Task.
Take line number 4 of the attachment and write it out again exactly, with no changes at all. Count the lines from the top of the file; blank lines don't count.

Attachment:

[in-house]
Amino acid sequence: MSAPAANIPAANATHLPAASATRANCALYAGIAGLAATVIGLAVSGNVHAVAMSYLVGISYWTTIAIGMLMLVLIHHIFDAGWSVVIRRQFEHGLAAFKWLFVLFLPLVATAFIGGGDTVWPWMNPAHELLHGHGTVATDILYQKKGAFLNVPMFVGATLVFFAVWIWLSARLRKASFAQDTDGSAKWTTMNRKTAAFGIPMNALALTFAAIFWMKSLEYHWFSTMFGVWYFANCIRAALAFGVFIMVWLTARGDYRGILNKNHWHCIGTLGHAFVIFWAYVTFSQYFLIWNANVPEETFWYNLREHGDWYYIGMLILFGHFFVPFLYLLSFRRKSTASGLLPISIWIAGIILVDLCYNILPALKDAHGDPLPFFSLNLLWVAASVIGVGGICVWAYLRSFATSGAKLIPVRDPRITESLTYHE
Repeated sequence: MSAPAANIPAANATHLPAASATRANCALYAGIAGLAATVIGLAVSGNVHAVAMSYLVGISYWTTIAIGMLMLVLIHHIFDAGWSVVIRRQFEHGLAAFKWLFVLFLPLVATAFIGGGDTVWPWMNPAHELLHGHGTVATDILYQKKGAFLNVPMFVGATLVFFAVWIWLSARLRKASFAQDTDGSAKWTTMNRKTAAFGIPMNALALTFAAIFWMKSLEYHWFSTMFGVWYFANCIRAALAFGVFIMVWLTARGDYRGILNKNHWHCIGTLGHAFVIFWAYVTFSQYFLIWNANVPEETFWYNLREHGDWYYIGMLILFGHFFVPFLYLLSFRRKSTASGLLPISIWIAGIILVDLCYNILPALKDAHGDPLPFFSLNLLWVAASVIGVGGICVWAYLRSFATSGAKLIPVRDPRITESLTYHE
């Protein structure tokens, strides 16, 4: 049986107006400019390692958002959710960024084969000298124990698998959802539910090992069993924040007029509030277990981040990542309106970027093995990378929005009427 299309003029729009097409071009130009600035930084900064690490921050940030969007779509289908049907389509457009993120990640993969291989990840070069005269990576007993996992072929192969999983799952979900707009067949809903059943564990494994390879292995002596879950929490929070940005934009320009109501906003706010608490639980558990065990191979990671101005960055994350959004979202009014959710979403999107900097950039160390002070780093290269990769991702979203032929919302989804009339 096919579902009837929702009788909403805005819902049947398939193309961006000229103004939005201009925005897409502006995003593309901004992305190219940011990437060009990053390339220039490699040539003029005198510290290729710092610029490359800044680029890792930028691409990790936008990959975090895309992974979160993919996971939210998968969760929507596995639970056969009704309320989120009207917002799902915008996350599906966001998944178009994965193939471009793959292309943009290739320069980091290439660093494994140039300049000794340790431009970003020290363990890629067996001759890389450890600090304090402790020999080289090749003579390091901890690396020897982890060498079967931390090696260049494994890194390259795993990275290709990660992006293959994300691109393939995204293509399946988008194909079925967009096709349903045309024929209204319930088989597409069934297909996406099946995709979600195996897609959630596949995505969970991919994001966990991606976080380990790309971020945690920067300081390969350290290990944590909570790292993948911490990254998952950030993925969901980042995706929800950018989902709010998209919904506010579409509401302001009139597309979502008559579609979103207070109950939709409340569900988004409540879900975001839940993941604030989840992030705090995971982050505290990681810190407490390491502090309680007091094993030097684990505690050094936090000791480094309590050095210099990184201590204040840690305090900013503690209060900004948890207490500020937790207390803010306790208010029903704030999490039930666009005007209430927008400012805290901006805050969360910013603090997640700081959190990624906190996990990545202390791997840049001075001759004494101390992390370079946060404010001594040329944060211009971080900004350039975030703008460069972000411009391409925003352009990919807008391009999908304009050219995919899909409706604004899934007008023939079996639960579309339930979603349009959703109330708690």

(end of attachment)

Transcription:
């Protein structure tokens, strides 16, 4: 049986107006400019390692958002959710960024084969000298124990698998959802539910090992069993924040007029509030277990981040990542309106970027093995990378929005009427 299309003029729009097409071009130009600035930084900064690490921050940030969007779509289908049907389509457009993120990640993969291989990840070069005269990576007993996992072929192969999983799952979900707009067949809903059943564990494994390879292995002596879950929490929070940005934009320009109501906003706010608490639980558990065990191979990671101005960055994350959004979202009014959710979403999107900097950039160390002070780093290269990769991702979203032929919302989804009339 096919579902009837929702009788909403805005819902049947398939193309961006000229103004939005201009925005897409502006995003593309901004992305190219940011990437060009990053390339220039490699040539003029005198510290290729710092610029490359800044680029890792930028691409990790936008990959975090895309992974979160993919996971939210998968969760929507596995639970056969009704309320989120009207917002799902915008996350599906966001998944178009994965193939471009793959292309943009290739320069980091290439660093494994140039300049000794340790431009970003020290363990890629067996001759890389450890600090304090402790020999080289090749003579390091901890690396020897982890060498079967931390090696260049494994890194390259795993990275290709990660992006293959994300691109393939995204293509399946988008194909079925967009096709349903045309024929209204319930088989597409069934297909996406099946995709979600195996897609959630596949995505969970991919994001966990991606976080380990790309971020945690920067300081390969350290290990944590909570790292993948911490990254998952950030993925969901980042995706929800950018989902709010998209919904506010579409509401302001009139597309979502008559579609979103207070109950939709409340569900988004409540879900975001839940993941604030989840992030705090995971982050505290990681810190407490390491502090309680007091094993030097684990505690050094936090000791480094309590050095210099990184201590204040840690305090900013503690209060900004948890207490500020937790207390803010306790208010029903704030999490039930666009005007209430927008400012805290901006805050969360910013603090997640700081959190990624906190996990990545202390791997840049001075001759004494101390992390370079946060404010001594040329944060211009971080900004350039975030703008460069972000411009391409925003352009990919807008391009999908304009050219995919899909409706604004899934007008023939079996639960579309339930979603349009959703109330708690």